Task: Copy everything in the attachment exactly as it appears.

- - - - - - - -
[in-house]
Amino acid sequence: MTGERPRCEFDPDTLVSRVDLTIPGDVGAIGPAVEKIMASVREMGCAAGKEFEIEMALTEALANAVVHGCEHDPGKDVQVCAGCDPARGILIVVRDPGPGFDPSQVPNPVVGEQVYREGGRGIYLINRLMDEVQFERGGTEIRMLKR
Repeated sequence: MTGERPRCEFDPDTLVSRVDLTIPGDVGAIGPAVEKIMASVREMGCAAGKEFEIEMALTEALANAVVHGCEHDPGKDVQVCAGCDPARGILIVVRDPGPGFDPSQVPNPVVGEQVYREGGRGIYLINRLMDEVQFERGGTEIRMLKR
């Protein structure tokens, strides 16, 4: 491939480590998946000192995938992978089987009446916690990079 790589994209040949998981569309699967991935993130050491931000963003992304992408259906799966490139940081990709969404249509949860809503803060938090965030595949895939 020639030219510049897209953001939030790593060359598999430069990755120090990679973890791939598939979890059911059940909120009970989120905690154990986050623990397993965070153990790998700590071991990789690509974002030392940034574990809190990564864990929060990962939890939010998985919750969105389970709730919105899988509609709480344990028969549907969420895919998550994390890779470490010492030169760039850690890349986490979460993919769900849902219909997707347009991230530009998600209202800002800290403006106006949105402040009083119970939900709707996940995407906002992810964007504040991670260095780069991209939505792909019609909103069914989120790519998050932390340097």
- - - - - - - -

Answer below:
[in-house]
Amino acid sequence: MTGERPRCEFDPDTLVSRVDLTIPGDVGAIGPAVEKIMASVREMGCAAGKEFEIEMALTEALANAVVHGCEHDPGKDVQVCAGCDPARGILIVVRDPGPGFDPSQVPNPVVGEQVYREGGRGIYLINRLMDEVQFERGGTEIRMLKR
Repeated sequence: MTGERPRCEFDPDTLVSRVDLTIPGDVGAIGPAVEKIMASVREMGCAAGKEFEIEMALTEALANAVVHGCEHDPGKDVQVCAGCDPARGILIVVRDPGPGFDPSQVPNPVVGEQVYREGGRGIYLINRLMDEVQFERGGTEIRMLKR
């Protein structure tokens, strides 16, 4: 491939480590998946000192995938992978089987009446916690990079 790589994209040949998981569309699967991935993130050491931000963003992304992408259906799966490139940081990709969404249509949860809503803060938090965030595949895939 020639030219510049897209953001939030790593060359598999430069990755120090990679973890791939598939979890059911059940909120009970989120905690154990986050623990397993965070153990790998700590071991990789690509974002030392940034574990809190990564864990929060990962939890939010998985919750969105389970709730919105899988509609709480344990028969549907969420895919998550994390890779470490010492030169760039850690890349986490979460993919769900849902219909997707347009991230530009998600209202800002800290403006106006949105402040009083119970939900709707996940995407906002992810964007504040991670260095780069991209939505792909019609909103069914989120790519998050932390340097």